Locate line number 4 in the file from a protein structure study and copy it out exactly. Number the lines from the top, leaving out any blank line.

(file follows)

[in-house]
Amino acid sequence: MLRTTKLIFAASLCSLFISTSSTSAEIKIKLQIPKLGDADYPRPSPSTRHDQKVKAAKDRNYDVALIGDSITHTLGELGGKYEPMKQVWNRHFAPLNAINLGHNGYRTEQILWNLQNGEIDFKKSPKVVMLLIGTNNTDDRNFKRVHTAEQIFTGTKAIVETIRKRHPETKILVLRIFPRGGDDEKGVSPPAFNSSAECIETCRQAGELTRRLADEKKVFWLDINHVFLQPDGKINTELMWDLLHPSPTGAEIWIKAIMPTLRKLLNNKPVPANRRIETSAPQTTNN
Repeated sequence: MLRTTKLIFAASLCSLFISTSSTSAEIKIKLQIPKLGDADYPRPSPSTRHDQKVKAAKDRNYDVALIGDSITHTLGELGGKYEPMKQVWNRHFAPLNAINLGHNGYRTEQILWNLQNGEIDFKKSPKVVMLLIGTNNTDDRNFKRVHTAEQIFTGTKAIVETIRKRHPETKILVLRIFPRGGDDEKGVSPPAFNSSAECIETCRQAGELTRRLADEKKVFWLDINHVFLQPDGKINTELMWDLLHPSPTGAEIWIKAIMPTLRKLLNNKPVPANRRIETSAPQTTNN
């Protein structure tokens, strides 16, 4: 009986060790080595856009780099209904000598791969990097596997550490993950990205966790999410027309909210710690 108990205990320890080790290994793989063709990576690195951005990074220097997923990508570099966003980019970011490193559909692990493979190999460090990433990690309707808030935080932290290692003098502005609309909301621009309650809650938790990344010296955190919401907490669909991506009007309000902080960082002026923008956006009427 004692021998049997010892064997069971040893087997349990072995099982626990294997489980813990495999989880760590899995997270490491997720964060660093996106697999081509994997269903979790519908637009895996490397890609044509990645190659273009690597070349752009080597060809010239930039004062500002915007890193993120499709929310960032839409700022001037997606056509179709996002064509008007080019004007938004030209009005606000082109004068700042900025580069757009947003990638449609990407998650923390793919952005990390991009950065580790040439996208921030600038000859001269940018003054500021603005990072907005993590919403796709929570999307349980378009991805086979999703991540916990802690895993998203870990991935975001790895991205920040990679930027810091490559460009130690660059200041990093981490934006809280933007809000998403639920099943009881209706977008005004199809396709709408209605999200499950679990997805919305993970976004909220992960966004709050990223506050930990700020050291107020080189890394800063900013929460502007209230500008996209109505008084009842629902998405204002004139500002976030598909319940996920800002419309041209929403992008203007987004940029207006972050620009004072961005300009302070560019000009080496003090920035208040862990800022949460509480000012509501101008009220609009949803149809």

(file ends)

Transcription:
């Protein structure tokens, strides 16, 4: 009986060790080595856009780099209904000598791969990097596997550490993950990205966790999410027309909210710690 108990205990320890080790290994793989063709990576690195951005990074220097997923990508570099966003980019970011490193559909692990493979190999460090990433990690309707808030935080932290290692003098502005609309909301621009309650809650938790990344010296955190919401907490669909991506009007309000902080960082002026923008956006009427 004692021998049997010892064997069971040893087997349990072995099982626990294997489980813990495999989880760590899995997270490491997720964060660093996106697999081509994997269903979790519908637009895996490397890609044509990645190659273009690597070349752009080597060809010239930039004062500002915007890193993120499709929310960032839409700022001037997606056509179709996002064509008007080019004007938004030209009005606000082109004068700042900025580069757009947003990638449609990407998650923390793919952005990390991009950065580790040439996208921030600038000859001269940018003054500021603005990072907005993590919403796709929570999307349980378009991805086979999703991540916990802690895993998203870990991935975001790895991205920040990679930027810091490559460009130690660059200041990093981490934006809280933007809000998403639920099943009881209706977008005004199809396709709408209605999200499950679990997805919305993970976004909220992960966004709050990223506050930990700020050291107020080189890394800063900013929460502007209230500008996209109505008084009842629902998405204002004139500002976030598909319940996920800002419309041209929403992008203007987004940029207006972050620009004072961005300009302070560019000009080496003090920035208040862990800022949460509480000012509501101008009220609009949803149809």